The first Friday of the last month of 2013 did not loom as momentous on Seattle’s sports calendar.
Absent a single game involving the area’s pro or college teams, fans figured to spend Dec. 6 as they would any other uneventful winter day: Talking about the first-place Seahawks and their upcoming road test Sunday against the defending NFC champion San Francisco 49ers.
But before the frosted lawns had a chance to glisten in the sun, news broke about the University of Washington’s search for a new football coach. Huskies athletic director Scott Woodward had reached out to Boise State head coach Chris Petersen, a perfunctory candidate on coaching-replacement watch lists who perennially turns down offers from power-conference schools.
Not this time. Petersen, who during his eight-season tenure at Boise State established the Broncos as The Little Engine That Wins Almost 90 Percent Of Its Games, finally exchanged a job he had for life for the job challenge of his life: Proving he can succeed, week after week, against the kind of competition unavailable to him in Boise.
Hiring Petersen, a two-time recipient of the Paul “Bear” Bryant Award as national coach of the year, was a blockbuster move for a Huskies program briefly rattled by Steve Sarkisian’s sudden departure for USC. And yet, within minutes, Petersen’s bold decision to relocate to Washington turned into the second-most prominent story of the morning.
Former New Yankees second baseman Robinson Cano, the best player on baseball’s most illustrious team, had agreed to take the money and run to Seattle, home of baseball’s most irrelevant team. As recently as last week, Safeco Field was seen as an improbable destination for Cano, who spent three years of his childhood in New Jersey and wanted to remain with the Yankees for the duration of his career.
But when Cano, accompanied by his agent Jay-Z (I can’t believe I just typed that) visited Seattle on Thursday, the Mariners made an offer reported to be as long 10 years and as lucrative as $240 million. (I can’t believe I just typed that, either.)
If the numbers are accurate, Cano will own the one of the richest contracts in baseball history, topped only by the deals former Mariners shortstop Alex Rodriguez got from the Rangers and Yankees and equal to the deal the Angels gave first baseman Albert Pujols.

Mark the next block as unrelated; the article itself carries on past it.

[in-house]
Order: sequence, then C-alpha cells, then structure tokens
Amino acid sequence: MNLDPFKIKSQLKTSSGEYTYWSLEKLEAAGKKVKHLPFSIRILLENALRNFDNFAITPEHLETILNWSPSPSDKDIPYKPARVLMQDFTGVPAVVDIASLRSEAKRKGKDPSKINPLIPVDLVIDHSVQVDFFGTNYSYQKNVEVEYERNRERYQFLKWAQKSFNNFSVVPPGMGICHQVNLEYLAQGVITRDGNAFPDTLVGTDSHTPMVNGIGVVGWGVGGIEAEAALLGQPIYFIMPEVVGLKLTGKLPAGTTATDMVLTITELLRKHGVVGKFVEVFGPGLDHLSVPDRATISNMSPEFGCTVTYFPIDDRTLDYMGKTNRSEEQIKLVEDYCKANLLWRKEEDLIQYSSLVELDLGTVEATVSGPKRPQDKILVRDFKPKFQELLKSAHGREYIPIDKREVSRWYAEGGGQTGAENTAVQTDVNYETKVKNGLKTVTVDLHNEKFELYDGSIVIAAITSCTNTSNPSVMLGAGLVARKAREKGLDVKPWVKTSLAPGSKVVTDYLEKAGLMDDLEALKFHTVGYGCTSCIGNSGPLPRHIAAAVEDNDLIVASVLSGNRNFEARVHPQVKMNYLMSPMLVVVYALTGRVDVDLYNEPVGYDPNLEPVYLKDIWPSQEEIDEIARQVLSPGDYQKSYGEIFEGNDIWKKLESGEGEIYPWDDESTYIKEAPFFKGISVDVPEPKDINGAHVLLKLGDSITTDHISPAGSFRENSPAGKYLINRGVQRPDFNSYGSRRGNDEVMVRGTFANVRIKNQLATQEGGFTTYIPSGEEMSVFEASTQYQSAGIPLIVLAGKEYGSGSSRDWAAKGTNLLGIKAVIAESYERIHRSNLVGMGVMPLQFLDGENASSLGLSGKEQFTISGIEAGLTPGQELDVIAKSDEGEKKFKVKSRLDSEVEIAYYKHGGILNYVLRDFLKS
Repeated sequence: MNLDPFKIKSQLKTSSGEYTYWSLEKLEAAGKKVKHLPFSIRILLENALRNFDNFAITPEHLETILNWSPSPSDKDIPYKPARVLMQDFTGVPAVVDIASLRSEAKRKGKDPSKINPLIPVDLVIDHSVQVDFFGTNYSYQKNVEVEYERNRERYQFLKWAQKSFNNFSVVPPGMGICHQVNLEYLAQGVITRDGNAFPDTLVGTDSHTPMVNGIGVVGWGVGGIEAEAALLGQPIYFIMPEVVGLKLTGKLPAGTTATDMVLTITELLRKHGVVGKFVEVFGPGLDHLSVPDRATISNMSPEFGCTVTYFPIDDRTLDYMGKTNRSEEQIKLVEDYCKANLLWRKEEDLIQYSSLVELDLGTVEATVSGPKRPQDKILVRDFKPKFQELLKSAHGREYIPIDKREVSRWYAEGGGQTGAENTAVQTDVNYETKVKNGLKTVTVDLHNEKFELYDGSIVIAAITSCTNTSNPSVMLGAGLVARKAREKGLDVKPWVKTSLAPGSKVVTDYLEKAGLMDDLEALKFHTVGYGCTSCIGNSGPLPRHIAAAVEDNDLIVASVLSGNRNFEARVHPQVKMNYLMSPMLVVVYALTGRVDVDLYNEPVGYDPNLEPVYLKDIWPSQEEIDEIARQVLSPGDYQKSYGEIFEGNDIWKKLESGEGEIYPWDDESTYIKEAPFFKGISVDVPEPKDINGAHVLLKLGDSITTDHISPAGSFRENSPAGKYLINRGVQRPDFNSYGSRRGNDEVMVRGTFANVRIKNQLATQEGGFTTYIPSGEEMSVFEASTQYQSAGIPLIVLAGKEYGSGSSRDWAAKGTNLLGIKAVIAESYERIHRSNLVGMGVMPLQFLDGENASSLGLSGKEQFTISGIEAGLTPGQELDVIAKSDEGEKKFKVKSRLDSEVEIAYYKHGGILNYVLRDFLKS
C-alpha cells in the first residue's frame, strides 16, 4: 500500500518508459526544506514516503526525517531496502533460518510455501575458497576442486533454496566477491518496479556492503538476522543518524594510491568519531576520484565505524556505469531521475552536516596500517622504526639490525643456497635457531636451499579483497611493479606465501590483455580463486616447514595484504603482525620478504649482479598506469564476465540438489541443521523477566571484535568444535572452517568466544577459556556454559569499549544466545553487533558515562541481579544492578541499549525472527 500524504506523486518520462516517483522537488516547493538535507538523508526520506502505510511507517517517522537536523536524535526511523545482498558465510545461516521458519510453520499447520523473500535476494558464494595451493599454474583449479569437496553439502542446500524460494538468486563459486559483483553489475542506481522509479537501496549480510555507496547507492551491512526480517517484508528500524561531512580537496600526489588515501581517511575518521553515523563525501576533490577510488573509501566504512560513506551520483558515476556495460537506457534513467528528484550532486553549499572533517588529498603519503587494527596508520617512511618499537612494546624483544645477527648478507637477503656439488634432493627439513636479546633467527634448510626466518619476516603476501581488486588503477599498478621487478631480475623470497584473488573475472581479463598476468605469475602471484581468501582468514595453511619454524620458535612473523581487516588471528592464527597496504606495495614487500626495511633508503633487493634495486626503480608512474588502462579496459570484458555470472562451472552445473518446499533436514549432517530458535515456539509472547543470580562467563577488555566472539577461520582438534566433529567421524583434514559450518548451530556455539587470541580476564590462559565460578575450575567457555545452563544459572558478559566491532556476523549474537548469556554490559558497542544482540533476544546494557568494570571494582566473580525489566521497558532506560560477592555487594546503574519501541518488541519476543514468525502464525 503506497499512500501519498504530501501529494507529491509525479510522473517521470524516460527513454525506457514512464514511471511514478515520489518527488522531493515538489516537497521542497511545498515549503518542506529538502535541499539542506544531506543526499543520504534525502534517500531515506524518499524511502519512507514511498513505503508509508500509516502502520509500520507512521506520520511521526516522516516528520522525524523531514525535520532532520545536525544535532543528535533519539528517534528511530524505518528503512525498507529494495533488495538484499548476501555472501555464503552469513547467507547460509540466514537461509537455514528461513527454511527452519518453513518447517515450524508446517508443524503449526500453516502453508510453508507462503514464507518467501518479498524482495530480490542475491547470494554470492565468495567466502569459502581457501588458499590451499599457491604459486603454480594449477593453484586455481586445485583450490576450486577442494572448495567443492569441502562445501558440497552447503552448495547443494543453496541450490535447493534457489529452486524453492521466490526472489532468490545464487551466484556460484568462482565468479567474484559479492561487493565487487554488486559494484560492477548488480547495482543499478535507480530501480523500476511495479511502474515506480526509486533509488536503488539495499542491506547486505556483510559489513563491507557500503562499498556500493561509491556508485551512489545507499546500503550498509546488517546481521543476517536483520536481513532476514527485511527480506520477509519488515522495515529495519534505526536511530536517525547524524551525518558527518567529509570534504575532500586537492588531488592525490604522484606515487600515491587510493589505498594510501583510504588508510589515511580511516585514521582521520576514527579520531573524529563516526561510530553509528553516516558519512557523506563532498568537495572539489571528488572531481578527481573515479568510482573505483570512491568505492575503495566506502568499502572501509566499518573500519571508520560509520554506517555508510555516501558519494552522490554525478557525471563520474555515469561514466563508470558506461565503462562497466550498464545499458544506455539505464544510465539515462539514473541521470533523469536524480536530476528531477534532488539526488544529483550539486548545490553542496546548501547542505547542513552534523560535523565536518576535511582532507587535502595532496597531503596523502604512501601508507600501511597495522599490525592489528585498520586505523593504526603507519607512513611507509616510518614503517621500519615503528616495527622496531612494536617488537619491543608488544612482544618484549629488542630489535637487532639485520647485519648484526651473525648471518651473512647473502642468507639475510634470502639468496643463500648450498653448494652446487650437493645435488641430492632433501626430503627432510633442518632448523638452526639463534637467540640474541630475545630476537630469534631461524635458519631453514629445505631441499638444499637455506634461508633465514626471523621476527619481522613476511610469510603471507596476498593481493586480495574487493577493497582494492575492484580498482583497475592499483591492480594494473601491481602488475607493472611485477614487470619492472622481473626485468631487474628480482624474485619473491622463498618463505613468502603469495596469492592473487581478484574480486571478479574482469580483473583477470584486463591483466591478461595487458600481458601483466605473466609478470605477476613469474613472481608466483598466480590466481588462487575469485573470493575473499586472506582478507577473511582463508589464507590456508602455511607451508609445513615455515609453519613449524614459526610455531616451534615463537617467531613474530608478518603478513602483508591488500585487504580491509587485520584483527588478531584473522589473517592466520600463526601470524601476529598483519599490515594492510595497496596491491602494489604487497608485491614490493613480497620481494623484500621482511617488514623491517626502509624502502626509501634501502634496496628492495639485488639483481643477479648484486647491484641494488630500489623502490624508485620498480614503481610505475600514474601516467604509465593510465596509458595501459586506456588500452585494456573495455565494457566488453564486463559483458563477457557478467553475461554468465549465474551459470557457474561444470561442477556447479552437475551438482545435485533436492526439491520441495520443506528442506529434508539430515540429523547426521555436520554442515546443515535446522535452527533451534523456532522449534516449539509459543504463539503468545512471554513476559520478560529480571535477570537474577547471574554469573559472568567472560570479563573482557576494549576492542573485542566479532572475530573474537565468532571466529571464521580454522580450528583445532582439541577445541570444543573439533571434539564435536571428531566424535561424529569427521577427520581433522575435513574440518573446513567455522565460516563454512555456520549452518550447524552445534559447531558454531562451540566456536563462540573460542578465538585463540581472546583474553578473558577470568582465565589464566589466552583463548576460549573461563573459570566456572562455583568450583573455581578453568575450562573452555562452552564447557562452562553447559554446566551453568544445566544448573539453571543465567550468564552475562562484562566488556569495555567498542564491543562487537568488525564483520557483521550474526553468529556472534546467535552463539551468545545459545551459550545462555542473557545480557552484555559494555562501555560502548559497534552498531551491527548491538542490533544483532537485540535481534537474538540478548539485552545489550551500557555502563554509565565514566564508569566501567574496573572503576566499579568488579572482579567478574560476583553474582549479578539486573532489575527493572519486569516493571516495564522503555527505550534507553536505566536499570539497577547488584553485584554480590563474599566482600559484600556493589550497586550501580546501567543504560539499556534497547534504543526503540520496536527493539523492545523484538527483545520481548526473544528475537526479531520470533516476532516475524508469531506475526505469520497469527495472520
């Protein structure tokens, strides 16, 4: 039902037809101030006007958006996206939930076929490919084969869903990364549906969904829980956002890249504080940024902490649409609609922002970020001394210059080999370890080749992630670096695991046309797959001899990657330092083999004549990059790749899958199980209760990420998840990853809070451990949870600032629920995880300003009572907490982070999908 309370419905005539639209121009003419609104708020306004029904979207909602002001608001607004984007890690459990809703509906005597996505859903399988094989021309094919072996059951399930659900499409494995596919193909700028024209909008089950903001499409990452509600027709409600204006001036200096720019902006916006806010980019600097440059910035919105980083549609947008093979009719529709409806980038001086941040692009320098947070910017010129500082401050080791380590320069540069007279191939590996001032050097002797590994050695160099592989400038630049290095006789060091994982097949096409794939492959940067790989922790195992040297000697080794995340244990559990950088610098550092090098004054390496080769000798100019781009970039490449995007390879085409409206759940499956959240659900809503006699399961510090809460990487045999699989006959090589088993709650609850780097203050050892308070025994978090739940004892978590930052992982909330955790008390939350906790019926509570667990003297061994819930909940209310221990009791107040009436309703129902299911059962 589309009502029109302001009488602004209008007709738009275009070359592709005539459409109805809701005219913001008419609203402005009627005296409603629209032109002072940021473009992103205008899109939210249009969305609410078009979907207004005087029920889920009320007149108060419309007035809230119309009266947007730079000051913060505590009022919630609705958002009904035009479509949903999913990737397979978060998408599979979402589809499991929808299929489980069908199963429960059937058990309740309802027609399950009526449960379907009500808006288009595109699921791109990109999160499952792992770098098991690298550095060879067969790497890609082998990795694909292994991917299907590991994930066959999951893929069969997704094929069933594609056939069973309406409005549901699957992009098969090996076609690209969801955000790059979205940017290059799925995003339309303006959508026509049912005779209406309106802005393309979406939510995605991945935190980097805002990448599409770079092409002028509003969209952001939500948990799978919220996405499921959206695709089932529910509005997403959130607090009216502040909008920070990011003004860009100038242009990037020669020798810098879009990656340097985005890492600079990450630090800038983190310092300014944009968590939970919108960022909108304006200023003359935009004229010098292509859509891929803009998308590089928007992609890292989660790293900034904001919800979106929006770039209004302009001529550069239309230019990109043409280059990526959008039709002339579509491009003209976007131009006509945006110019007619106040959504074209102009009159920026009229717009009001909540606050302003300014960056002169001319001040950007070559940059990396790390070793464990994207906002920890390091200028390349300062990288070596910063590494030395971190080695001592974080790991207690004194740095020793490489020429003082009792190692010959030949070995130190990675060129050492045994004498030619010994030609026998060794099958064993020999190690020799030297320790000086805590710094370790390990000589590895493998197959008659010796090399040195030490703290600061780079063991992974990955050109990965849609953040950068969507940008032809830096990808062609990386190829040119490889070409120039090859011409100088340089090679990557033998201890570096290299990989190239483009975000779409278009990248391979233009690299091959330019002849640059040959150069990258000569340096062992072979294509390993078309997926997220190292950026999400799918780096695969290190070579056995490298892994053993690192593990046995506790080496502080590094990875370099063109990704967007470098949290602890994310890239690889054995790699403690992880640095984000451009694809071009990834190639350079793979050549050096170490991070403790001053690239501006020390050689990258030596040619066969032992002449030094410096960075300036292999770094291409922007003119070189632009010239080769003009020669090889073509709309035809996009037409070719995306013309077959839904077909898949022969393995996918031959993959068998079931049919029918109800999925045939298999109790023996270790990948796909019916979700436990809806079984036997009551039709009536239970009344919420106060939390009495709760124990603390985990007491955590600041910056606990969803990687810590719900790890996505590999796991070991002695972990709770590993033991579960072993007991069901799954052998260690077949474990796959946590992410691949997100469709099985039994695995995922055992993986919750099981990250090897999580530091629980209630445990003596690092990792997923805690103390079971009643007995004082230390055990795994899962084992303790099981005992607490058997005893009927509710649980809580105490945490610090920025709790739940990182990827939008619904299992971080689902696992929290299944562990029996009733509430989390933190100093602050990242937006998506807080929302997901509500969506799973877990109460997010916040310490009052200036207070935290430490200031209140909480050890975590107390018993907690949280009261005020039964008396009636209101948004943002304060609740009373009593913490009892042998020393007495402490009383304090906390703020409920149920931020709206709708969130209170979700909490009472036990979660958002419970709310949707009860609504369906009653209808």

Because it’s a certainty Cano, who is 31, won’t perform at a peak level during the final three or four years of his contract, the Mariners set themselves up for ridicule. It’s fair to wonder if their quest to land a superstar position player in 2014 finds them tethered to an albatross in 2020.
It’s also fair to wonder if the Mariners were left without a choice. The plodding saga of reinventing themselves through the hit-and-miss process of the draft had done something more insidious than alienate fans. It bored them.
Despite his all-around talent, Cano won’t transform the Mariners from a team that typically loses 90 games a season into a team capable of winning 90. But the splash they made Friday could have a ripple effect that entices other established players – be they free agents or veterans with no-way-you’re-trading-me-to-Mudville clauses in their contracts – to consider Seattle in their future.
For two guys who’ll always be linked as a headline tag team on Dec. 6, 2013, Chris Petersen and Robinson Cano have little in common. Petersen is a cerebral, dour looking tactician who had been content overseeing a mid-major program in the Mountain Time Zone.
Cano whistles as he works, wearing a smile that suggests baseball, the most frustrating of sports, comes easy to him. New York can be intimidating for those who aren’t comfortable in the spotlight. Cano was comfortable in the spotlight, to the point his critics complained – such as on those occasions he didn’t make a mad dash to first after hitting an easy-out ground ball – he was too comfortable.
But Petersen now has the opportunity to mold the Huskies into conference champions, and he won’t have to design gadget plays to do it. (Please don’t be shy about that Chris. Just because you’ve moved to Seattle doesn’t mean you put those last-second, hook-and-ladder touchdowns in a desk drawer.)
And Cano now has the opportunity to help make the Mariners a team worth following again. (We’ll forgive you not running as fast as you can to first base, Robbie, although you might want to pretend you’re going all out for the first month or two.)
Dec. 6, 2013: Who’d have thought it will be recalled as a landmark anniversary in Seattle sports history?
Then again, Dec. 6 happens to be Saint Nicholas Day, when tradition in many European nations calls for children to wake up with the expectation of a gift left in a stocking.
Thank you, Saint Nicholas. We owe you one.